Environmental factors linked to birth defects include radiation, alcohol, drugs (such as an anti-seizure medication called Dilantin and medications called retinoids used to treat severe acne), smoking, lead, mercury, air pollution, solvents, pesticides, dioxins, and PCBs. The evidence linking environmental factors and birth defects varies for different environmental factors. In some cases the evidence is very strong, as it is for fetal alcohol syndrome, a set of birth defects caused by the mother drinking alcoholic beverages during pregnancy. In other cases the evidence may be less consistent or weaker, and may implicate but not prove that a particular agent causes birth defects. Both the dose and the timing of the exposure are critical to determining whether a particular environmental agent will actually cause birth defects.

Infections, nutritional deficiencies, and other health factors during pregnancy have been linked to some birth defects. For example, not getting enough of the B vitamin called folic acid during pregnancy can lead to birth defects of the neural tube, such as spina bifida, in the baby. Infection with rubella (German measles) in the first trimester of pregnancy can result in multiple birth defects (congenital rubella syndrome). The parasitic disease toxoplasmosis, transmitted through raw meat and cat feces can cause malformations of the brain, liver and spleen if a fetus becomes infected in the first trimester. Syphilis (if untreated) and a herpes virus called cytomegalovirus can cause birth defects in the infants of women who have these infectious diseases. Birth defects are also more frequent in children of mothers who have diabetes or thyroid disorders.

What role do other environmental agents play in causing specific birth defects?

Below are a few examples of links between environmental agents and specific birth defects:

  • Endocrine disrupting chemicals cause birth defects in laboratory animals and are likely to contribute to birth defects in people. For example, chemicals that disrupt estrogen are suspected of causing an increase in the incidence of hypospadias, a birth defect found in boys in which the urinary tract opening is not located at the tip of the penis as it is normally. Although genetic factors play an important role in hypospadias, they cannot explain the doubling in the rate of hypospadias between 1970-1993, and neither can changes in reporting or tracking systems.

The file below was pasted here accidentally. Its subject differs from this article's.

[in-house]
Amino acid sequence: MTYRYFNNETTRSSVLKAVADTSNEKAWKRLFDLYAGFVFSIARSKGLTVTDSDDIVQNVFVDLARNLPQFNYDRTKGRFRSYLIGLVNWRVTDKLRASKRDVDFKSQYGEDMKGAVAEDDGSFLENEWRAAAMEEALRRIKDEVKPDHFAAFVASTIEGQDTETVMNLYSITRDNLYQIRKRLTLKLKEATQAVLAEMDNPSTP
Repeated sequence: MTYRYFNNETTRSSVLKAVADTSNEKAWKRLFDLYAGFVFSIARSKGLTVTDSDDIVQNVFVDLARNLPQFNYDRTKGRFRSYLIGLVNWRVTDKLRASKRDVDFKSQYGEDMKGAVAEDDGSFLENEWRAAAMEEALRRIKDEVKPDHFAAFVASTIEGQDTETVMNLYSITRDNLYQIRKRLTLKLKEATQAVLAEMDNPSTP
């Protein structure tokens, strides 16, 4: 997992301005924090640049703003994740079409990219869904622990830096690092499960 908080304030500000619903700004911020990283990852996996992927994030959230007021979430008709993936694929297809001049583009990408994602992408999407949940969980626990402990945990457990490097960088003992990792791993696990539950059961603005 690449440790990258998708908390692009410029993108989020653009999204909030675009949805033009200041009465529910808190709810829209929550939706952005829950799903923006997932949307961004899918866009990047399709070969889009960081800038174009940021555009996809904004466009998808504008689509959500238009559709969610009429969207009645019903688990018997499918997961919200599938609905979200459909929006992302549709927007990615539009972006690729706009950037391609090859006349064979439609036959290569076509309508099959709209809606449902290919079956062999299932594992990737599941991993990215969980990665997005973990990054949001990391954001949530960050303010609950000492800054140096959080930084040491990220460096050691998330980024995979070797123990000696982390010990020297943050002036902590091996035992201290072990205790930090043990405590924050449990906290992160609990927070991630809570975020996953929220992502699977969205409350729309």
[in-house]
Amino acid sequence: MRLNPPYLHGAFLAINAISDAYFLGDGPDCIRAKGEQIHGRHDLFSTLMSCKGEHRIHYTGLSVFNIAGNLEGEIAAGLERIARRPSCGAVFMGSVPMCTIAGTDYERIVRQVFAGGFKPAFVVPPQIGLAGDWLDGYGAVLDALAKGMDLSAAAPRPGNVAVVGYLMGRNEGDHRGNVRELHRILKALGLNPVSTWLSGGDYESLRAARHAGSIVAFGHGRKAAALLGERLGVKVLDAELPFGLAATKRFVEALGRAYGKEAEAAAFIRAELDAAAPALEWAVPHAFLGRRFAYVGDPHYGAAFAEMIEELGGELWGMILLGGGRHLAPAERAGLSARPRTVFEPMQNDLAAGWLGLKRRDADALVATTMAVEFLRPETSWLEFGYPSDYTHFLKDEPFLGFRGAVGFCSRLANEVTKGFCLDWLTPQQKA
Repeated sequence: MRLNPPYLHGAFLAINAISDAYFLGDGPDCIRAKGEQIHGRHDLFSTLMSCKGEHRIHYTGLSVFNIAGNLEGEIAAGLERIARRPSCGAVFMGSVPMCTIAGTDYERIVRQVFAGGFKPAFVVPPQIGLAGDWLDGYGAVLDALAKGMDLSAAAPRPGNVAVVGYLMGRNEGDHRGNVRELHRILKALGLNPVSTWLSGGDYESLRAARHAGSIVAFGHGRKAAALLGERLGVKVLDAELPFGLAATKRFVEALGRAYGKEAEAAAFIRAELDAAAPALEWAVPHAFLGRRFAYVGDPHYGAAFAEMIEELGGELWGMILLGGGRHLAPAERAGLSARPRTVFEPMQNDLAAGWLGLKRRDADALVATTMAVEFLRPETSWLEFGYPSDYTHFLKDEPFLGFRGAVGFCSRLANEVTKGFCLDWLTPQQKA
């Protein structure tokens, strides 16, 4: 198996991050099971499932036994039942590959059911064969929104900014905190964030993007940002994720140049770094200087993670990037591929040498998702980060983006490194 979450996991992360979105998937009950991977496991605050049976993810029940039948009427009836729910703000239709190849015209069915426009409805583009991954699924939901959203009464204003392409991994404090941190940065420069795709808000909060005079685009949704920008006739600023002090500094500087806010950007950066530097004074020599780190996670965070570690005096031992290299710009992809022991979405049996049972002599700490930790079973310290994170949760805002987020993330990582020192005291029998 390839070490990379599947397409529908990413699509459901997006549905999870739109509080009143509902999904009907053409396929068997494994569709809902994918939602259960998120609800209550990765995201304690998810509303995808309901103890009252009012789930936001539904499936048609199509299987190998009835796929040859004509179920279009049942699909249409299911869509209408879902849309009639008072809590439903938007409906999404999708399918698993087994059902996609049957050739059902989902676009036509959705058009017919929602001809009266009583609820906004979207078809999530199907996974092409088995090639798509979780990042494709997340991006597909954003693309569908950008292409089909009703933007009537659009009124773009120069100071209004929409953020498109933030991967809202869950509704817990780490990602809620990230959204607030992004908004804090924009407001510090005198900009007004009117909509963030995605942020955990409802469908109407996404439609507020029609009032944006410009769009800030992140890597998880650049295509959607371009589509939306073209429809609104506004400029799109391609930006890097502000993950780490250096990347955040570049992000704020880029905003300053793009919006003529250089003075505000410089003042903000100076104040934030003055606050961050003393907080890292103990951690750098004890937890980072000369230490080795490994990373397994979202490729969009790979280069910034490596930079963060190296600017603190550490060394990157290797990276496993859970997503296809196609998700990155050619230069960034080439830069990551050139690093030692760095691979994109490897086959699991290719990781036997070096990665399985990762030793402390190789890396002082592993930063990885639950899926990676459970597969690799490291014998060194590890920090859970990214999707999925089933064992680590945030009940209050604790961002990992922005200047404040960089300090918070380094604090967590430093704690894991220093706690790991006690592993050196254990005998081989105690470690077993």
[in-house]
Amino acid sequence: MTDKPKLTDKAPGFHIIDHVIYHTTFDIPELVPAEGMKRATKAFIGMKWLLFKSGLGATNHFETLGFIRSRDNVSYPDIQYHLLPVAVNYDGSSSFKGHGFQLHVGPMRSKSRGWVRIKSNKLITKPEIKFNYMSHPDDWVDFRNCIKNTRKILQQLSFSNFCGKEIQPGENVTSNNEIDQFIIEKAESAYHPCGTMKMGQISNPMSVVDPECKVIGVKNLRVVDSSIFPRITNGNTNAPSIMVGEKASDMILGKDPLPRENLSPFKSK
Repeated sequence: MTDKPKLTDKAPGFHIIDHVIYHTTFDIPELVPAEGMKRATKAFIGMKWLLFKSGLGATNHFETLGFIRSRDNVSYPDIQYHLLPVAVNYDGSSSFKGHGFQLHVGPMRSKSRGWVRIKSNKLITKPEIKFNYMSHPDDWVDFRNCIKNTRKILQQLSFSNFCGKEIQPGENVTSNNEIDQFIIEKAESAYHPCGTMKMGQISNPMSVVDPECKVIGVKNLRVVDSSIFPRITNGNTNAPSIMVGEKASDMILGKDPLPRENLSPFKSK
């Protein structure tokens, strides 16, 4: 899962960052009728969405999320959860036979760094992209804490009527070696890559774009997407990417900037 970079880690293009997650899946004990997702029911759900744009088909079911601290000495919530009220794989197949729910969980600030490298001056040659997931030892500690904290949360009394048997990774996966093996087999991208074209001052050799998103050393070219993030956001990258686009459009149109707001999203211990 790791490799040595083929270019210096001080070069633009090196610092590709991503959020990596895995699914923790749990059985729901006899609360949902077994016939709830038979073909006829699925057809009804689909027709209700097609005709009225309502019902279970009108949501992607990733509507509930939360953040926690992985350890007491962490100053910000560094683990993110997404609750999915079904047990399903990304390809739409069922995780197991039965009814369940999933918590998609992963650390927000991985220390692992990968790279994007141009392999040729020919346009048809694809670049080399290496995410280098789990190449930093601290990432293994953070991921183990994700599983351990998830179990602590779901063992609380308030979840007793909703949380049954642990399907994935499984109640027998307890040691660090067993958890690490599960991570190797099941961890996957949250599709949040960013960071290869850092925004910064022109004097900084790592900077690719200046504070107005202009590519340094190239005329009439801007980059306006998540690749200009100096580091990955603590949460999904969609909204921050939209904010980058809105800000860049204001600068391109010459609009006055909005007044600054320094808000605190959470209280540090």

• Hazardous Waste Sites: Women who live within ¼ mile of a Superfund site during the first 3 months of pregnancy may have a greater risk of having a baby with serious heart and neural tube defects, according to a California Birth Defects Monitoring Program study. While this study did not measure specific exposures, it does add to other evidence linking hazardous waste sites with these specific birth defects.
  • Pesticides: A number of studies link pesticides with certain types of birth defects, including birth defects that result in death of the fetus. One study suggests that herbicides used on wheat may cause birth defects.
  • Plastic chemicals: A recent study in laboratory animals has linked very low doses of the plastic chemical bisphenol A (BPA) to aneuploidy, an error in cell division that causes spontaneous miscarriages and birth defects in people, include Down’s syndrome. More work is needed to determine whether and to what degree BPA may cause the same results in people.
  • Solvents: A number of studies link solvents with certain types of birth defects. For example, several lines of evidence link solvents and gastroschisis, a life-threatening condition where the intestines protrude through a hole in the abdomen.

A number of these and other environmental factors are linked to functional alterations in the developing brain.

Why isn’t more known?

Here are some of the reasons:

  • Most commonly encountered chemicals (other than pesticides and drugs) are not tested for their ability to cause birth defects.
  • Tests required for new pesticides and drugs are often not sensitive enough to identify less obvious birth defects, including many functional defects.
  • Laboratory animals used in tests for birth defects are genetically very similar to each other and have carefully controlled diets and exposures. These tests can not always predict what will happen in the real world, which is far more complex and diverse, and where there are many different people with different genetic backgrounds, diets, lifestyles, health conditions, and exposures, including multiple exposures.
  • Studies in people are often unable to identify and/or estimate accurately exposures that occurred months or years previously.
  • The ability of an agent to cause birth defects often depends on when exposure to that agent occurs. If researchers don’t study exposures at that point in time, they will likely miss its ability to cause birth defects. For example, children exposed to the drug thalidomide during the third to sixth week of pregnancy often suffered limb deformities, while children exposed later either had no effects or different effects.
  • Certain birth defects are rare, making it hard to design studies powerful enough to reliably detect them.
  • Interactions between multiple factors (environmental, genetic, health) make it hard to pinpoint the contribution of one factor.
  • There is no comprehensive national system for monitoring or reporting birth defects.

Where does that leave us now?

  • We know that the developing embryo and fetus is extraordinarily and uniquely vulnerable to environmental exposures. These exposures can result not only in structural birth defects, but also can impact the function of the nervous, immune, reproductive, and other systems of the body. Some of these impacts are not apparent until years or decades after birth.
  • A woman accumulates contaminants over a lifetime of exposure prior to pregnancy. During pregnancy she can transfer large quantities of contaminants to the fetus, just at the time in the life of her baby when it is most vulnerable.
  • A “better safe than sorry” approach based on the precautionary principle should be taken when dealing with chemicals that may cause birth defects. While such an approach is most effectively taken by government and industry, there fortunately are manycommon sense steps that individuals and families can take as well.